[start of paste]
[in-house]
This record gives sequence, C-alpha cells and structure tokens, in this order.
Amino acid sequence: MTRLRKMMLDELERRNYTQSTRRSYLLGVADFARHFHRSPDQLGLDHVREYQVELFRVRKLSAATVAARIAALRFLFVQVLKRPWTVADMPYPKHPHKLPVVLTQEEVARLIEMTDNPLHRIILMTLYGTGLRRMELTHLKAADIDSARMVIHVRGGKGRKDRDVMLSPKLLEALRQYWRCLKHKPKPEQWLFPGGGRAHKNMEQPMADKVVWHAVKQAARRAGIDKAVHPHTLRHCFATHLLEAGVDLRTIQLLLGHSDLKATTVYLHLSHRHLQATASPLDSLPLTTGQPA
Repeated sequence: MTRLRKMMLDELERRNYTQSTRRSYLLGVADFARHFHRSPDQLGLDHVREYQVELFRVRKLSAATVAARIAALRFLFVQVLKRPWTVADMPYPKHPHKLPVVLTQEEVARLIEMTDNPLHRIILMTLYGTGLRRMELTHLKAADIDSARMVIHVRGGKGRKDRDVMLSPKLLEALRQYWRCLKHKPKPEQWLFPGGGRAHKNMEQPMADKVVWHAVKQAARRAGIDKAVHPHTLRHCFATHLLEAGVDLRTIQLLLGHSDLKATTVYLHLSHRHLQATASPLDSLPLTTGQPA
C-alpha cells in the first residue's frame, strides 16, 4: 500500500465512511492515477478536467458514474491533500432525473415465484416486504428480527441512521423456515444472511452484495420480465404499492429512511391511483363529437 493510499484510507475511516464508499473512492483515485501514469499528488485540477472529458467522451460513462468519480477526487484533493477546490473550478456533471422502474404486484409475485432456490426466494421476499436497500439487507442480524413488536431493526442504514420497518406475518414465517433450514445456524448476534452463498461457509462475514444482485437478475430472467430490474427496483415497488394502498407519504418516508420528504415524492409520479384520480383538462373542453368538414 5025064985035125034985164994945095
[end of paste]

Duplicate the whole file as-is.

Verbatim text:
[in-house]
This record gives sequence, C-alpha cells and structure tokens, in this order.
Amino acid sequence: MTRLRKMMLDELERRNYTQSTRRSYLLGVADFARHFHRSPDQLGLDHVREYQVELFRVRKLSAATVAARIAALRFLFVQVLKRPWTVADMPYPKHPHKLPVVLTQEEVARLIEMTDNPLHRIILMTLYGTGLRRMELTHLKAADIDSARMVIHVRGGKGRKDRDVMLSPKLLEALRQYWRCLKHKPKPEQWLFPGGGRAHKNMEQPMADKVVWHAVKQAARRAGIDKAVHPHTLRHCFATHLLEAGVDLRTIQLLLGHSDLKATTVYLHLSHRHLQATASPLDSLPLTTGQPA
Repeated sequence: MTRLRKMMLDELERRNYTQSTRRSYLLGVADFARHFHRSPDQLGLDHVREYQVELFRVRKLSAATVAARIAALRFLFVQVLKRPWTVADMPYPKHPHKLPVVLTQEEVARLIEMTDNPLHRIILMTLYGTGLRRMELTHLKAADIDSARMVIHVRGGKGRKDRDVMLSPKLLEALRQYWRCLKHKPKPEQWLFPGGGRAHKNMEQPMADKVVWHAVKQAARRAGIDKAVHPHTLRHCFATHLLEAGVDLRTIQLLLGHSDLKATTVYLHLSHRHLQATASPLDSLPLTTGQPA
C-alpha cells in the first residue's frame, strides 16, 4: 500500500465512511492515477478536467458514474491533500432525473415465484416486504428480527441512521423456515444472511452484495420480465404499492429512511391511483363529437 493510499484510507475511516464508499473512492483515485501514469499528488485540477472529458467522451460513462468519480477526487484533493477546490473550478456533471422502474404486484409475485432456490426466494421476499436497500439487507442480524413488536431493526442504514420497518406475518414465517433450514445456524448476534452463498461457509462475514444482485437478475430472467430490474427496483415497488394502498407519504418516508420528504415524492409520479384520480383538462373542453368538414 5025064985035125034985164994945095